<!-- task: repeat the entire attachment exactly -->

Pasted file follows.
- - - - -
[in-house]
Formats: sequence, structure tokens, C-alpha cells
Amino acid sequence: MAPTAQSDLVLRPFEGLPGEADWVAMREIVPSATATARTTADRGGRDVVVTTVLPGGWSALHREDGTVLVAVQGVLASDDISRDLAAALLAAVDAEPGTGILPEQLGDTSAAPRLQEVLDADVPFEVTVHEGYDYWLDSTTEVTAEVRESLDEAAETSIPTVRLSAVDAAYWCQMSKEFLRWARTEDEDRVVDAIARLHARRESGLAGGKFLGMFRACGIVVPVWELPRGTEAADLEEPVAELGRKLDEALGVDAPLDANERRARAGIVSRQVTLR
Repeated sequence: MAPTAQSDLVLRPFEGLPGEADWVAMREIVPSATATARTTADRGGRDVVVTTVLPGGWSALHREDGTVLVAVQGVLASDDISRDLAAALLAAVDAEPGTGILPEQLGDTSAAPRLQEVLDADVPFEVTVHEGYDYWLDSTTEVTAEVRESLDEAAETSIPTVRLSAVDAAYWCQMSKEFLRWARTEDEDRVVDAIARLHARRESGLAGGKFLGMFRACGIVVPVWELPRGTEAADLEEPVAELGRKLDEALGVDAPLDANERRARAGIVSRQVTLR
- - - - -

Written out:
[in-house]
Formats: sequence, structure tokens, C-alpha cells
Amino acid sequence: MAPTAQSDLVLRPFEGLPGEADWVAMREIVPSATATARTTADRGGRDVVVTTVLPGGWSALHREDGTVLVAVQGVLASDDISRDLAAALLAAVDAEPGTGILPEQLGDTSAAPRLQEVLDADVPFEVTVHEGYDYWLDSTTEVTAEVRESLDEAAETSIPTVRLSAVDAAYWCQMSKEFLRWARTEDEDRVVDAIARLHARRESGLAGGKFLGMFRACGIVVPVWELPRGTEAADLEEPVAELGRKLDEALGVDAPLDANERRARAGIVSRQVTLR
Repeated sequence: MAPTAQSDLVLRPFEGLPGEADWVAMREIVPSATATARTTADRGGRDVVVTTVLPGGWSALHREDGTVLVAVQGVLASDDISRDLAAALLAAVDAEPGTGILPEQLGDTSAAPRLQEVLDADVPFEVTVHEGYDYWLDSTTEVTAEVRESLDEAAETSIPTVRLSAVDAAYWCQMSKEFLRWARTEDEDRVVDAIARLHARRESGLAGGKFLGMFRACGIVVPVWELPRGTEAADLEEPVAELGRKLDEALGVDAPLDANERRARAGIVSRQVTLR